Pyramid A pyramid is a space figure with a square base and 4 triangle-shaped sides.
3D Shapes - Pyramids This site has definitions, surface area, volume, and examples of pyramids.
Pyramids A pyramid is a polyhedron with a single base and lateral faces that are all triangular. All lateral edges of a pyramid meet at a single point, or vertex.
Three Dimensional Figures: Pyramids and Cones Pyramids have lateral edges which connect vertices of the base polygon with the vertex. In a cone, the lateral edge is any segment whose endpoints are the vertex and a point on the base circle. The triangular, non-base, faces of a pyramid are lateral faces.
Volume of a Pyramid A pyramid has a base and triangular sides which rise to meet at the same point. The base may be any polygon such as a square, rectangle, triangle, etc.
Volume of a Pyramid Enter the base and height of the pyramid and click the Math button to calculate the volume.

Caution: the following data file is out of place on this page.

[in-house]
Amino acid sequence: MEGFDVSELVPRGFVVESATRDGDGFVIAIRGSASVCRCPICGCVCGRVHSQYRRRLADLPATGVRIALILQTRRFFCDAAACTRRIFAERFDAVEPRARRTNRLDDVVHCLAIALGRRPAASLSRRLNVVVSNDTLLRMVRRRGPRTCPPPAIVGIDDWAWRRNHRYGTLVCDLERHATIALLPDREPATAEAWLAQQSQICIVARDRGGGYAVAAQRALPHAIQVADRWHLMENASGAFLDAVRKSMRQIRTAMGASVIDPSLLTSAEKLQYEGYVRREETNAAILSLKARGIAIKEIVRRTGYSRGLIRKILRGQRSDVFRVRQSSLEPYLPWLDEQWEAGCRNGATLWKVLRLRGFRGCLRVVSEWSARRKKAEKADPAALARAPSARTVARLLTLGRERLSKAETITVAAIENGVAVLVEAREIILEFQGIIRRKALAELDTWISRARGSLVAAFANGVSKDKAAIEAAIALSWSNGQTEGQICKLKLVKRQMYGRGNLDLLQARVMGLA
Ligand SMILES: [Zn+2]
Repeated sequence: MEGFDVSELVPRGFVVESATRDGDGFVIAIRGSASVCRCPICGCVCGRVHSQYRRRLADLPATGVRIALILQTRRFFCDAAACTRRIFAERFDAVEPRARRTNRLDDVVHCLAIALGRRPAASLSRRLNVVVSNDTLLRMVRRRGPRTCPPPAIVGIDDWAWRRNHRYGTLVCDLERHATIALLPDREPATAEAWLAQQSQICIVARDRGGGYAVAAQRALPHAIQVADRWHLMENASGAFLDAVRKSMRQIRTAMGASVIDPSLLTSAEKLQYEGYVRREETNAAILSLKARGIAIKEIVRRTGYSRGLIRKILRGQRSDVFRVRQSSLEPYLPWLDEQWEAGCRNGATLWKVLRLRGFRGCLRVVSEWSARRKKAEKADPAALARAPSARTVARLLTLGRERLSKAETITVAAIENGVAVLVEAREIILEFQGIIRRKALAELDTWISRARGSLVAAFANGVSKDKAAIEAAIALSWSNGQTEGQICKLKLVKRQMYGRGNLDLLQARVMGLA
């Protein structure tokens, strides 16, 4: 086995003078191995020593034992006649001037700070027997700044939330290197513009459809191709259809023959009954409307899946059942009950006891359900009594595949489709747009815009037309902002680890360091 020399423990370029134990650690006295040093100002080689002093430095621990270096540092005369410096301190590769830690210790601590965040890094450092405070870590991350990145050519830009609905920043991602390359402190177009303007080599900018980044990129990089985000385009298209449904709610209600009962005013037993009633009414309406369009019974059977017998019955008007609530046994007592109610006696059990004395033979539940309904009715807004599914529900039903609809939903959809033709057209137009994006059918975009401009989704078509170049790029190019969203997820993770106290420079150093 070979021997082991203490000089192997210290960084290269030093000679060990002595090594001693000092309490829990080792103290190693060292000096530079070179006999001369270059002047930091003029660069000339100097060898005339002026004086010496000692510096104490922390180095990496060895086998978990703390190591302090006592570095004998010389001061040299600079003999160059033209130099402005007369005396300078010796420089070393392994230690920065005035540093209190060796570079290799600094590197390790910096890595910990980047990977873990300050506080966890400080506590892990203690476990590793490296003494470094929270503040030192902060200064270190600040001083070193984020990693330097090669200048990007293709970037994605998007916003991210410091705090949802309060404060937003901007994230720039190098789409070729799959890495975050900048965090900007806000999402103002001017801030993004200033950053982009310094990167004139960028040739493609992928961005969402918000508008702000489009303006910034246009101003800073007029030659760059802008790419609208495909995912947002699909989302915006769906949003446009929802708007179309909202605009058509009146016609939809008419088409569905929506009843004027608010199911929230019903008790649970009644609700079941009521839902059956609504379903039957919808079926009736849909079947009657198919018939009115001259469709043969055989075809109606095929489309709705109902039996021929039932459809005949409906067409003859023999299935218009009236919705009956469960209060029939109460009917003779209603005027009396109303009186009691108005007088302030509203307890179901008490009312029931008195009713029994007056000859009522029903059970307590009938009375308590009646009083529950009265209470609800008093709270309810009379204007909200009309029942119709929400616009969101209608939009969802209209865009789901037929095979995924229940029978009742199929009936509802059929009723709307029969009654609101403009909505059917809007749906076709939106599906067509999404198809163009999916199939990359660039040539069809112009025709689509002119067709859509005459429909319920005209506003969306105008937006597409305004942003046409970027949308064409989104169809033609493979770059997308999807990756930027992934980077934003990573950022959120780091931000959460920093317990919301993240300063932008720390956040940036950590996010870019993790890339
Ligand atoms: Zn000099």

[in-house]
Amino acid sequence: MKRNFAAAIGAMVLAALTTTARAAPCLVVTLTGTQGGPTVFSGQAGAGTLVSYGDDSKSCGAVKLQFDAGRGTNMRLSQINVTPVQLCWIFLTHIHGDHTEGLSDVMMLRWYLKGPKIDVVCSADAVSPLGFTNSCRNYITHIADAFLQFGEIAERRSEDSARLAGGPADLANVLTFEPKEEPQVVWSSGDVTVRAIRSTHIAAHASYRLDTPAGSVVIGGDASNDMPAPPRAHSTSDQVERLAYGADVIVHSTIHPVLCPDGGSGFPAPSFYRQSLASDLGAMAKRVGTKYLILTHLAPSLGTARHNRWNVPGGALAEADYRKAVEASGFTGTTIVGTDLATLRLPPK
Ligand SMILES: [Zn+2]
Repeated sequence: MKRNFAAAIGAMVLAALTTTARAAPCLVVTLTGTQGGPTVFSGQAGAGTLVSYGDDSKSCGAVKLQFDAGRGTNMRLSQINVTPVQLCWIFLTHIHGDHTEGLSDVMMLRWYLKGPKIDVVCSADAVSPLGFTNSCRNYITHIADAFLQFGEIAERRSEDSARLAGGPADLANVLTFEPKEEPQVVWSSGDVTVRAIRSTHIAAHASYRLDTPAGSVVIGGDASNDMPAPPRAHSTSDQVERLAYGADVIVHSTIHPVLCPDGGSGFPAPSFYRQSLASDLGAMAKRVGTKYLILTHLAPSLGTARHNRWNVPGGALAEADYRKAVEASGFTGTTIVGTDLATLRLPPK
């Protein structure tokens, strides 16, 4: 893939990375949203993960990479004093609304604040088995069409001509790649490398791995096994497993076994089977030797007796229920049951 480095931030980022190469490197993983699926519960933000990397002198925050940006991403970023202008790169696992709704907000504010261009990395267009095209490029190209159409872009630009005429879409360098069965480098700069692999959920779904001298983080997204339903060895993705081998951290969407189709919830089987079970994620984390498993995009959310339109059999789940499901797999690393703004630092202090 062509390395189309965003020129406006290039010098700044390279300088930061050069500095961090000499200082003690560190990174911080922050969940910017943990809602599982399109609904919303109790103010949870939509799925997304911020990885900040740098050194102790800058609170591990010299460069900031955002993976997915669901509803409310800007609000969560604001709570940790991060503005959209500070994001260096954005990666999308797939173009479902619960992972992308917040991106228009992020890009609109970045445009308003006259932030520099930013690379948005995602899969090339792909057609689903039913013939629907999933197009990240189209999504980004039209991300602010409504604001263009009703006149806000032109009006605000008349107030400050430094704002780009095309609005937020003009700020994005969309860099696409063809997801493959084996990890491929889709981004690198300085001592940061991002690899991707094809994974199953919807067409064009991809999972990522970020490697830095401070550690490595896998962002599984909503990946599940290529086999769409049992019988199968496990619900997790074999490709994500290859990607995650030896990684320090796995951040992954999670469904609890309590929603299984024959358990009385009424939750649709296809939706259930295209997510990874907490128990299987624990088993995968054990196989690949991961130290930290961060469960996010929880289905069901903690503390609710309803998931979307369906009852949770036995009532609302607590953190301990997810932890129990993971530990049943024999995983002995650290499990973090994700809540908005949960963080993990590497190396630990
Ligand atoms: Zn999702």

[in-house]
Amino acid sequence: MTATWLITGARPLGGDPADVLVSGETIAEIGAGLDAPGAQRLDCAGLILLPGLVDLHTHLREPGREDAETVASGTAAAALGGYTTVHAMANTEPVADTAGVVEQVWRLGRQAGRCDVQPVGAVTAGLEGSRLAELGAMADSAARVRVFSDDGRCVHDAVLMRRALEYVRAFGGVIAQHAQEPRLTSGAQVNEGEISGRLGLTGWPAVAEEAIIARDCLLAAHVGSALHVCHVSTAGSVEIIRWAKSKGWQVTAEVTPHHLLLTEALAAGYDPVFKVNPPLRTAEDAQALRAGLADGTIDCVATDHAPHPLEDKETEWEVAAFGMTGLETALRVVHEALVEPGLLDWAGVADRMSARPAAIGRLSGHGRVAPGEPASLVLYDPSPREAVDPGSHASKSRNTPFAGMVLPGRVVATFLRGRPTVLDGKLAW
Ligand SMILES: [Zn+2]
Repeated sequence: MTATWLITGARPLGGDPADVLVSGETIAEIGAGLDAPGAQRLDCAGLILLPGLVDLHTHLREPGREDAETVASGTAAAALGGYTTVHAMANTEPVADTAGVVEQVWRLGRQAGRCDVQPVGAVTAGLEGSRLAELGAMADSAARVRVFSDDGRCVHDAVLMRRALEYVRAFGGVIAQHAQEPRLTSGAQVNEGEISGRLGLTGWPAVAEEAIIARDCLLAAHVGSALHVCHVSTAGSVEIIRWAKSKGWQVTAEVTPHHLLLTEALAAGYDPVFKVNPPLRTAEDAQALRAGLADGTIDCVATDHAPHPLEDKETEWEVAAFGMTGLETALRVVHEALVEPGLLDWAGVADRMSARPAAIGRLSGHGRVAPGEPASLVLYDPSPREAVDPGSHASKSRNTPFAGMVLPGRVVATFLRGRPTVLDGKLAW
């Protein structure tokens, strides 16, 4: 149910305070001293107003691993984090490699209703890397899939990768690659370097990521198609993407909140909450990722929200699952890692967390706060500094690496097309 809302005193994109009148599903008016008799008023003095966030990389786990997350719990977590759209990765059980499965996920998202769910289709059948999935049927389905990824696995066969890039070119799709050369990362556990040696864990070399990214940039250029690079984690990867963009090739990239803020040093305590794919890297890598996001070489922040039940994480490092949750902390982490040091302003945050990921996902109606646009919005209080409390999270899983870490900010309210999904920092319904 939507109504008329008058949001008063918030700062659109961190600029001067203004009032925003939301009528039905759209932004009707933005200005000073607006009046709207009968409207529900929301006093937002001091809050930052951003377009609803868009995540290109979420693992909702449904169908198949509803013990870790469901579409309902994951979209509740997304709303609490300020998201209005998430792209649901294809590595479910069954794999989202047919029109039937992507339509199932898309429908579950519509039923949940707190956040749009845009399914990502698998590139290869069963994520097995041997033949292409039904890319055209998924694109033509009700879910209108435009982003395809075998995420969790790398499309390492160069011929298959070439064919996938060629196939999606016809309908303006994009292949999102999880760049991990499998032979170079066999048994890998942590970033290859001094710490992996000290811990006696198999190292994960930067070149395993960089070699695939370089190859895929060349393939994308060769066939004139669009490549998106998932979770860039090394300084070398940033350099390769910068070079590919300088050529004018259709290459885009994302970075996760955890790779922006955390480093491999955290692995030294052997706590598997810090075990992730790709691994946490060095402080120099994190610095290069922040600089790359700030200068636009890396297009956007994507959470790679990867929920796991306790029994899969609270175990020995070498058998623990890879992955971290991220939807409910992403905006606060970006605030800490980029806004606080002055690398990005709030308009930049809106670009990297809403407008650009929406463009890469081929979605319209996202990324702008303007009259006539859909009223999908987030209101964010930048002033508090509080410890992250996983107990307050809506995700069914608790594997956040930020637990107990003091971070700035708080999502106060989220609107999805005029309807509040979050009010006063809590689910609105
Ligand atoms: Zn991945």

Cylinder A cylinder is a space figure having two congruent circular bases that are parallel. If L is the length of a cylinder, and r is the radius of one of the bases of a cylinder, then the volume of the cylinder is L pi r^{2}, and the surface area is 2 r pi L + 2 pi r^{2}.
Cylinders, Cones, and Spheres In this lesson, we study some common space figures that are not polyhedra. These figures have some things in common with polyhedra, but they all have some curved surfaces, while the surfaces of a polyhedron are always flat.
3D Shapes - Cylinders This site has definitions, surface area, volume, and examples of cylinders.